Only BCRS members are permitted to vote on society matters and only BCCFL shareholders are able to vote on corporate matters. Three Directors from BCRS and BCCFL are to be elected/re-elected. Members interested in running for election are encouraged to contact the persons below. Both BCRS and BCCFL are accepting motions from their respective constituents. People interested in the activities and plans of the community forest are also welcome to attend. If there are any questions, please contact: Hans Granander, RPF, General Manager, Bella Coola Community Forest Ltd. Tel:250-982-2515, email: Barry Brekke, President, Bella Coola Resource Society Tel: 250-982-2209

Page 4 | COAST MOUNTAIN NEWS | Thursday, March 17, 2011

Acwsalcta staff and students, community, bless new gymnasium

A traditional blessing with eagle down took place

Spencer Siwallace photo

Hereditary Chiefs dance the Simon Johnson Honour Song to close the ceremonies Acwsalcta’s expansions are nearing total completion and last week the school celebrated with the bless-

ing of one of their greatest new spaces – a full size gymnasium. Students and staff were joined by heredi-

tary chiefs, elders, and community members to witness the blessing of the new gym, which began with the Chief’s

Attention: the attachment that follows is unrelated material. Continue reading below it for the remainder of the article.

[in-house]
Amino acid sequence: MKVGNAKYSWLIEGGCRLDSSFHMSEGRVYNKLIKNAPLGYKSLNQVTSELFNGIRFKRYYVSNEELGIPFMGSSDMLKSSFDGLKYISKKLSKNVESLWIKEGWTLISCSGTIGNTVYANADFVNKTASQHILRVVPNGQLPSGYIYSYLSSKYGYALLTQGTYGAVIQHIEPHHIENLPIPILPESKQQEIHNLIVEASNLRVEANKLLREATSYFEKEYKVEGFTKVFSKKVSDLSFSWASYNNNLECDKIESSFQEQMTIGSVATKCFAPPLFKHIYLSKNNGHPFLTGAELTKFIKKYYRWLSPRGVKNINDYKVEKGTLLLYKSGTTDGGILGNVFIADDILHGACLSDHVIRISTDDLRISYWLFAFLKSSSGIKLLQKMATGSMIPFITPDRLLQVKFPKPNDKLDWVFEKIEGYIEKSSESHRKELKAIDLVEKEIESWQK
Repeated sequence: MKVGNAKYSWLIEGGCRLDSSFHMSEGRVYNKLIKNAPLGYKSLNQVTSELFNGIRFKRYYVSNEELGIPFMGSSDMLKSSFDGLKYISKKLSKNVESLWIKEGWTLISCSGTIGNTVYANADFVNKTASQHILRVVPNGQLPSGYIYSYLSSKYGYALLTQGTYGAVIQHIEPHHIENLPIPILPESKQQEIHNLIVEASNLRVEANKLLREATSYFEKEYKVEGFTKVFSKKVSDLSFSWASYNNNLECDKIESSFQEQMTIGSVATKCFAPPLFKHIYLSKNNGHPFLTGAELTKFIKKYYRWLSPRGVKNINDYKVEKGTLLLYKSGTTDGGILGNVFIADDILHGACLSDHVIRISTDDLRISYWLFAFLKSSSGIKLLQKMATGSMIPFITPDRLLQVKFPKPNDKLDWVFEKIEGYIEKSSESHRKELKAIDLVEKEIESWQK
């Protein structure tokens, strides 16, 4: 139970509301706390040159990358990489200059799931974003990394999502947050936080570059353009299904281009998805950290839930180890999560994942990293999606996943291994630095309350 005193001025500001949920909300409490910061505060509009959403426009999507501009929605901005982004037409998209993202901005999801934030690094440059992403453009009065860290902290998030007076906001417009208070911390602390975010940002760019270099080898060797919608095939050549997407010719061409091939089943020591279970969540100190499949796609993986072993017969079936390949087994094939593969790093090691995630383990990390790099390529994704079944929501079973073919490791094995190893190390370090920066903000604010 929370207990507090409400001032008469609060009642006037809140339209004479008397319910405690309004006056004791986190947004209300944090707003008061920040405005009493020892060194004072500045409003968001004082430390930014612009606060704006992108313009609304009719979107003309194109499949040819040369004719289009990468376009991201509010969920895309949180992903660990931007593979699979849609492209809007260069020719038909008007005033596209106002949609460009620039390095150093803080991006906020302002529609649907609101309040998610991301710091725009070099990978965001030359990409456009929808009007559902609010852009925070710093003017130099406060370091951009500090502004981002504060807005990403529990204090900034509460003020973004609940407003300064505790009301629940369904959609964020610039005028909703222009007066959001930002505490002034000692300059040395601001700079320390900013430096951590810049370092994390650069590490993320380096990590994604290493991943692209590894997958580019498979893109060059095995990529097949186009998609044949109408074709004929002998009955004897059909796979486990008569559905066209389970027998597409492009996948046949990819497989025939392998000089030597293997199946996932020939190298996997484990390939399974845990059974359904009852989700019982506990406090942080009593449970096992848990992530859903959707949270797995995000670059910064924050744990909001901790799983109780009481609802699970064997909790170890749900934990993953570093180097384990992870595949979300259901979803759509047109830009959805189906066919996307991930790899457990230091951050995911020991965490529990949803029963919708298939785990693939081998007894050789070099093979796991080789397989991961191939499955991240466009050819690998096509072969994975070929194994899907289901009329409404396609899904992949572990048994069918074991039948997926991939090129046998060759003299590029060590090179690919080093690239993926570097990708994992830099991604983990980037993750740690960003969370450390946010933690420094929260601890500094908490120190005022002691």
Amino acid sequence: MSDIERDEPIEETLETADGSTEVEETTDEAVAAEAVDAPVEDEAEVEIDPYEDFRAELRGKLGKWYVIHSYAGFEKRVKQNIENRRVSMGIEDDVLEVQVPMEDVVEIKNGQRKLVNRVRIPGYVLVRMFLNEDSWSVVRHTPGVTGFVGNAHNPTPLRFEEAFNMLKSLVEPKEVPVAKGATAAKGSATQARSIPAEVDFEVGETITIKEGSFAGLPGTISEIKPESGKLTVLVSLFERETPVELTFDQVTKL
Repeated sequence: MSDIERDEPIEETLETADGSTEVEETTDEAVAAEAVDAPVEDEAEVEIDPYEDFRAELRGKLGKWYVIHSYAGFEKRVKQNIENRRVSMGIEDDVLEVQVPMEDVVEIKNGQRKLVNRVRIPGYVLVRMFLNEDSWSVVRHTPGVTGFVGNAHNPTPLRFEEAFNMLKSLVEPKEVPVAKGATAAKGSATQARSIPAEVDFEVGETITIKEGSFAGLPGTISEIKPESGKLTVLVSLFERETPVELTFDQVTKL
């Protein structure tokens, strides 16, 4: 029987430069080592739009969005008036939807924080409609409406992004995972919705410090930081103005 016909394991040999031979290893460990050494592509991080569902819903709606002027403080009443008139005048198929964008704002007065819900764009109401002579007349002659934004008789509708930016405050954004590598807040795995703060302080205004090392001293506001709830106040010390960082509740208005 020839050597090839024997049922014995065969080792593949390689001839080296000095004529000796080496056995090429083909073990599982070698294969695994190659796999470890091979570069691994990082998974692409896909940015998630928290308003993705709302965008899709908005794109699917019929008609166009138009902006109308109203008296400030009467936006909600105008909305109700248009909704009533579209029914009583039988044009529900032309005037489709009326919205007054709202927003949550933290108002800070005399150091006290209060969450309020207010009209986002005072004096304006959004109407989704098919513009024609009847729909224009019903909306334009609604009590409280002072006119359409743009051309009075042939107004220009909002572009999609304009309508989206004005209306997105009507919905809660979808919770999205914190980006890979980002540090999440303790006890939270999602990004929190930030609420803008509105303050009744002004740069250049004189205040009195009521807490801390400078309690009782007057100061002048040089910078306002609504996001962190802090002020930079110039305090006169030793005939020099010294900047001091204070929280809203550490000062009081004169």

Pick up forms and pre-register by April 25 at SAMS, the Career Centre, or call Monica at 799 5811 9AM Bus to start @ SAMS or 10AM Bottom of Hill

BARBEQUE TO FOLLOW Sponsored by Active Communities - a Bella Coola Hospital Initiative with Community Partners RICK’S RECYCLING, BELLA COOLA GRIZZLY TOURS, MINISTRY OF FORESTS, SCHOOL DISTRICT #49

Dance by Noel and Lawrence Pootlass, upon whose traditional territory the building resides. “It’s an awesome time to have this facility available as a place to pass on our culture,” said Noel Pootlass. “As Nuxalkmc I encourage our young people to keep yourselves strong, to learn our stories and our songs. You can do many things with your life, you can be great leaders.” Following his address, a traditional blessing took place by elders and hereditary chiefs, who blew eagle

down about the floor of the new gym. “This eagle down ceremony stands for peace,” said Cultural Teacher Lance Nelson. “You are expected to enter this space with a good heart. I thank our chiefs for being here and blessing our school and our gym.” Many grateful words were spoken of the elders who envisioned the school decades before its inception in 1986. “I remember my late grandfather speaking of a school for our people back in 1953,” said Project Manager Archie Pootlass. “The elders guided us to